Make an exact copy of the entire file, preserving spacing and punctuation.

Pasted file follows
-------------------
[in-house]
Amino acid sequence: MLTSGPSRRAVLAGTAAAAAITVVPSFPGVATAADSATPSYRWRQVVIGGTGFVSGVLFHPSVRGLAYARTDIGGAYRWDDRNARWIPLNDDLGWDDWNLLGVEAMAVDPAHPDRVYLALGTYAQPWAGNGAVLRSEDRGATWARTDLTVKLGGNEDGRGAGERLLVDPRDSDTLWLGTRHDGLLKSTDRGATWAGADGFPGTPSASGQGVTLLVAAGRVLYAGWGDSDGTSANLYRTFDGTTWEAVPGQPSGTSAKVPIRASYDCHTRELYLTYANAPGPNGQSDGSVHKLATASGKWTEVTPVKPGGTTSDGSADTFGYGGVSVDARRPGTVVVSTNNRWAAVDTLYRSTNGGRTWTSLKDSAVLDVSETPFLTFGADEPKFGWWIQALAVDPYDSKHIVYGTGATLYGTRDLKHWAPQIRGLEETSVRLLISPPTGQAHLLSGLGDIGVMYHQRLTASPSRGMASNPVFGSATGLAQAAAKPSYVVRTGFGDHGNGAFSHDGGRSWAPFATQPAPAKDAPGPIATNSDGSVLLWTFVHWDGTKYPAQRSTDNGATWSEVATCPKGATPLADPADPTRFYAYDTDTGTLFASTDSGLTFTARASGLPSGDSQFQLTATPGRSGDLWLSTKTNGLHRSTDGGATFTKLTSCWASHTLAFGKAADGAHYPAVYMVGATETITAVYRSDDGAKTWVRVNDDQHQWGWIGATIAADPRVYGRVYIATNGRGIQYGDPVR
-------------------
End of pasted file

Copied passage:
[in-house]
Amino acid sequence: MLTSGPSRRAVLAGTAAAAAITVVPSFPGVATAADSATPSYRWRQVVIGGTGFVSGVLFHPSVRGLAYARTDIGGAYRWDDRNARWIPLNDDLGWDDWNLLGVEAMAVDPAHPDRVYLALGTYAQPWAGNGAVLRSEDRGATWARTDLTVKLGGNEDGRGAGERLLVDPRDSDTLWLGTRHDGLLKSTDRGATWAGADGFPGTPSASGQGVTLLVAAGRVLYAGWGDSDGTSANLYRTFDGTTWEAVPGQPSGTSAKVPIRASYDCHTRELYLTYANAPGPNGQSDGSVHKLATASGKWTEVTPVKPGGTTSDGSADTFGYGGVSVDARRPGTVVVSTNNRWAAVDTLYRSTNGGRTWTSLKDSAVLDVSETPFLTFGADEPKFGWWIQALAVDPYDSKHIVYGTGATLYGTRDLKHWAPQIRGLEETSVRLLISPPTGQAHLLSGLGDIGVMYHQRLTASPSRGMASNPVFGSATGLAQAAAKPSYVVRTGFGDHGNGAFSHDGGRSWAPFATQPAPAKDAPGPIATNSDGSVLLWTFVHWDGTKYPAQRSTDNGATWSEVATCPKGATPLADPADPTRFYAYDTDTGTLFASTDSGLTFTARASGLPSGDSQFQLTATPGRSGDLWLSTKTNGLHRSTDGGATFTKLTSCWASHTLAFGKAADGAHYPAVYMVGATETITAVYRSDDGAKTWVRVNDDQHQWGWIGATIAADPRVYGRVYIATNGRGIQYGDPVR